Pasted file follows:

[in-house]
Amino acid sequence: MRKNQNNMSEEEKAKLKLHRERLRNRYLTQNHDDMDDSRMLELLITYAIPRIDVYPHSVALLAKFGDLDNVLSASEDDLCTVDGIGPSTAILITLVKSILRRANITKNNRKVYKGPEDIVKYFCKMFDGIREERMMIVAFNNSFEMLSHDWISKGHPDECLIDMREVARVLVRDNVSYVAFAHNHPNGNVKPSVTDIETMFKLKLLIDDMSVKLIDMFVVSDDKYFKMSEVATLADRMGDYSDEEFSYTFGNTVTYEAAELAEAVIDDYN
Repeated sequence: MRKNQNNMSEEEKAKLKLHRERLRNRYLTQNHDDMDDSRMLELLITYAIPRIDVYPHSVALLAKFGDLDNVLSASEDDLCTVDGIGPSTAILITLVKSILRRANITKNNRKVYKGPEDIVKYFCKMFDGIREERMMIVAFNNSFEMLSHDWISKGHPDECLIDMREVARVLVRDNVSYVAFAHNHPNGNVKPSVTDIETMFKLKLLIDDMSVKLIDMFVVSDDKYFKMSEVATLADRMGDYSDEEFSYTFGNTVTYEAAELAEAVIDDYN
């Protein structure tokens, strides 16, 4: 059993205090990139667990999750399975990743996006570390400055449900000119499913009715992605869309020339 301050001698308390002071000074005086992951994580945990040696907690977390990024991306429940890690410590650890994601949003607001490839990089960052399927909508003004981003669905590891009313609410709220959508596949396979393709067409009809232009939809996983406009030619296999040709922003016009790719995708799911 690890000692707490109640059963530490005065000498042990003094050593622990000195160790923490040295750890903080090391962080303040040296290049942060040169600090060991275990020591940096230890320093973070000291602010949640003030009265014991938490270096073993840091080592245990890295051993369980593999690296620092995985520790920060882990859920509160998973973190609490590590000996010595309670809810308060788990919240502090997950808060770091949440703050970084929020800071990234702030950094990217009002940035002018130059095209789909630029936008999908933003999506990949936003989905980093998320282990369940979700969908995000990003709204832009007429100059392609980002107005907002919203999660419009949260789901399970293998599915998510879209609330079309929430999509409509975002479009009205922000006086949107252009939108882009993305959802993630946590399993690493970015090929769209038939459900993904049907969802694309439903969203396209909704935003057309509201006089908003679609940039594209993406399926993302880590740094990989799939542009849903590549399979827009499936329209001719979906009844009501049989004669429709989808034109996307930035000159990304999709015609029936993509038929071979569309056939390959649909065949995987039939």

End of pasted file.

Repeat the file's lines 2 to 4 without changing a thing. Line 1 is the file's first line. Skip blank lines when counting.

Amino acid sequence: MRKNQNNMSEEEKAKLKLHRERLRNRYLTQNHDDMDDSRMLELLITYAIPRIDVYPHSVALLAKFGDLDNVLSASEDDLCTVDGIGPSTAILITLVKSILRRANITKNNRKVYKGPEDIVKYFCKMFDGIREERMMIVAFNNSFEMLSHDWISKGHPDECLIDMREVARVLVRDNVSYVAFAHNHPNGNVKPSVTDIETMFKLKLLIDDMSVKLIDMFVVSDDKYFKMSEVATLADRMGDYSDEEFSYTFGNTVTYEAAELAEAVIDDYN
Repeated sequence: MRKNQNNMSEEEKAKLKLHRERLRNRYLTQNHDDMDDSRMLELLITYAIPRIDVYPHSVALLAKFGDLDNVLSASEDDLCTVDGIGPSTAILITLVKSILRRANITKNNRKVYKGPEDIVKYFCKMFDGIREERMMIVAFNNSFEMLSHDWISKGHPDECLIDMREVARVLVRDNVSYVAFAHNHPNGNVKPSVTDIETMFKLKLLIDDMSVKLIDMFVVSDDKYFKMSEVATLADRMGDYSDEEFSYTFGNTVTYEAAELAEAVIDDYN
């Protein structure tokens, strides 16, 4: 059993205090990139667990999750399975990743996006570390400055449900000119499913009715992605869309020339 301050001698308390002071000074005086992951994580945990040696907690977390990024991306429940890690410590650890994601949003607001490839990089960052399927909508003004981003669905590891009313609410709220959508596949396979393709067409009809232009939809996983406009030619296999040709922003016009790719995708799911 690890000692707490109640059963530490005065000498042990003094050593622990000195160790923490040295750890903080090391962080303040040296290049942060040169600090060991275990020591940096230890320093973070000291602010949640003030009265014991938490270096073993840091080592245990890295051993369980593999690296620092995985520790920060882990859920509160998973973190609490590590000996010595309670809810308060788990919240502090997950808060770091949440703050970084929020800071990234702030950094990217009002940035002018130059095209789909630029936008999908933003999506990949936003989905980093998320282990369940979700969908995000990003709204832009007429100059392609980002107005907002919203999660419009949260789901399970293998599915998510879209609330079309929430999509409509975002479009009205922000006086949107252009939108882009993305959802993630946590399993690493970015090929769209038939459900993904049907969802694309439903969203396209909704935003057309509201006089908003679609940039594209993406399926993302880590740094990989799939542009849903590549399979827009499936329209001719979906009844009501049989004669429709989808034109996307930035000159990304999709015609029936993509038929071979569309056939390959649909065949995987039939």